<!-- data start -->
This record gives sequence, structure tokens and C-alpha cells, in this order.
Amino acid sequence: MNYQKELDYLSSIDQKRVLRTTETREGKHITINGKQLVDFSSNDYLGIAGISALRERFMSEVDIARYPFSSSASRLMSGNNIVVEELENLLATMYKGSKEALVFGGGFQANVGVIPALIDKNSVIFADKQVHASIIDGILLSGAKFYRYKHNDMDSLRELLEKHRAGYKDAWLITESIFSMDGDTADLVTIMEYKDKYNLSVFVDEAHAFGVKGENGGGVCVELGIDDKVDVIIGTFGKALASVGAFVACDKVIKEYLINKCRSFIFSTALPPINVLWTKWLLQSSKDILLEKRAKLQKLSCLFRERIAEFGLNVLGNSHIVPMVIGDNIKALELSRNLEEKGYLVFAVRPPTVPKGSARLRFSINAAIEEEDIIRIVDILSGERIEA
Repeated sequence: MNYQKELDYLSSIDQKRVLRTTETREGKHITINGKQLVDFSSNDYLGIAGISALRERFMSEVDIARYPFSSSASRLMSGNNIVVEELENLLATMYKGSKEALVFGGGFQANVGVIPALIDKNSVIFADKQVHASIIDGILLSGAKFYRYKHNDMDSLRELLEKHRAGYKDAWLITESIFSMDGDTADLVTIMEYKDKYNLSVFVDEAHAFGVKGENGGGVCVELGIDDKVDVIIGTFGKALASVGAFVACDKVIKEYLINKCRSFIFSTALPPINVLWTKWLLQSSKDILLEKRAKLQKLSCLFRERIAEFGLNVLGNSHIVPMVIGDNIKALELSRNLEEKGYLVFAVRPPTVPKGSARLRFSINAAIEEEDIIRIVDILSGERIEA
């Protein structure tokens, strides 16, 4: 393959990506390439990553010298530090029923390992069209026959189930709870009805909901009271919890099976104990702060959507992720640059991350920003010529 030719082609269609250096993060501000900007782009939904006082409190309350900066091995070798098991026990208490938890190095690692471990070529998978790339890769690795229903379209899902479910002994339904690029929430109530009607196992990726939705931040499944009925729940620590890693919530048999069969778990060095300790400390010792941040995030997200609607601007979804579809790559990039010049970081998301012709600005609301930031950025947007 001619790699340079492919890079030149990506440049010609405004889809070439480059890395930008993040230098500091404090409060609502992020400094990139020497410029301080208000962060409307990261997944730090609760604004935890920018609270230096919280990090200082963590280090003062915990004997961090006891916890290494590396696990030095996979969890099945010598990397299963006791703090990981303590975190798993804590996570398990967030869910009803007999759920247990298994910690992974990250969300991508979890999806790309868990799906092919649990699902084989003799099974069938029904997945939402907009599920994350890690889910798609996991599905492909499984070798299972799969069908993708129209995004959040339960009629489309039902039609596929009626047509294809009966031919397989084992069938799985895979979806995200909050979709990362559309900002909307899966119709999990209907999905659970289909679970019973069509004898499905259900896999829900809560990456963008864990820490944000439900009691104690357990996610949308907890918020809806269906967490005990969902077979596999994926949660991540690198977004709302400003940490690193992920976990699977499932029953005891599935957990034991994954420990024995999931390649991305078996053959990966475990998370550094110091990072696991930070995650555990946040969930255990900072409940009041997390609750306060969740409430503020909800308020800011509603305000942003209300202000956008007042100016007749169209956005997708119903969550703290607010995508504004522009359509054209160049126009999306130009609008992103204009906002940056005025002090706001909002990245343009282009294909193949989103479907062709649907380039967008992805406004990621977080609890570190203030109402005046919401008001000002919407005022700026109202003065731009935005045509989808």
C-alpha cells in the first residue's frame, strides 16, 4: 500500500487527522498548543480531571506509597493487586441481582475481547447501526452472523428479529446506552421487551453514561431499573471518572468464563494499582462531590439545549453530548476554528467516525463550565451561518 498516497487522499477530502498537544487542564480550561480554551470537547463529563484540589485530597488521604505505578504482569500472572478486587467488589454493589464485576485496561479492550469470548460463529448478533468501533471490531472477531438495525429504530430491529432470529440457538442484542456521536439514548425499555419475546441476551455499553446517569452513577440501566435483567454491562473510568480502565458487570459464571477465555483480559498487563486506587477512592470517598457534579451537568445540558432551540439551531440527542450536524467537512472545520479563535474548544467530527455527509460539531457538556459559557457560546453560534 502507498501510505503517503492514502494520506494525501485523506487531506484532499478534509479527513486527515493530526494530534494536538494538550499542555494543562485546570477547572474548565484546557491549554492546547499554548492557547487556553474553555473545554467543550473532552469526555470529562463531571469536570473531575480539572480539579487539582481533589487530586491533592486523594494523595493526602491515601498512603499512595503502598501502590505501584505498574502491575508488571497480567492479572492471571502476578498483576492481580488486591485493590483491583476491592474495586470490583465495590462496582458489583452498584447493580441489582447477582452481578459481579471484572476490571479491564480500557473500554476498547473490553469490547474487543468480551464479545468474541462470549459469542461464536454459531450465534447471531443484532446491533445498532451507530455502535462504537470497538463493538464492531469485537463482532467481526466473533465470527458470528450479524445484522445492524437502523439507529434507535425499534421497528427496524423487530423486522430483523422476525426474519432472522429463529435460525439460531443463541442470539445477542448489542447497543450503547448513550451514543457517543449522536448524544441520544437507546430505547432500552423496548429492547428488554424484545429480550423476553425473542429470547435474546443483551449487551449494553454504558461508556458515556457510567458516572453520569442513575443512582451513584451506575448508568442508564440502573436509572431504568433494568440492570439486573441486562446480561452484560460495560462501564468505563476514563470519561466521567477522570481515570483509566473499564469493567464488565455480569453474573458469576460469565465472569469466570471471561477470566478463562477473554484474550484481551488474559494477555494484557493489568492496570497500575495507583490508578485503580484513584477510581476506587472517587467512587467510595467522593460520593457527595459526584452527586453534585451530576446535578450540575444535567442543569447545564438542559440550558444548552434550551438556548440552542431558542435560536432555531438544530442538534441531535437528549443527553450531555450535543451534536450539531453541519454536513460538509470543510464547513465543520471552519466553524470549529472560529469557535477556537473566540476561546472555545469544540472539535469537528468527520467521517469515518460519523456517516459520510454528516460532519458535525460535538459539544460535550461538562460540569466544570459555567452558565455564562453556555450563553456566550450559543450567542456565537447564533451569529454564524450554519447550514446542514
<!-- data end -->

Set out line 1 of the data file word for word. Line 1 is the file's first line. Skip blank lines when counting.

This record gives sequence, structure tokens and C-alpha cells, in this order.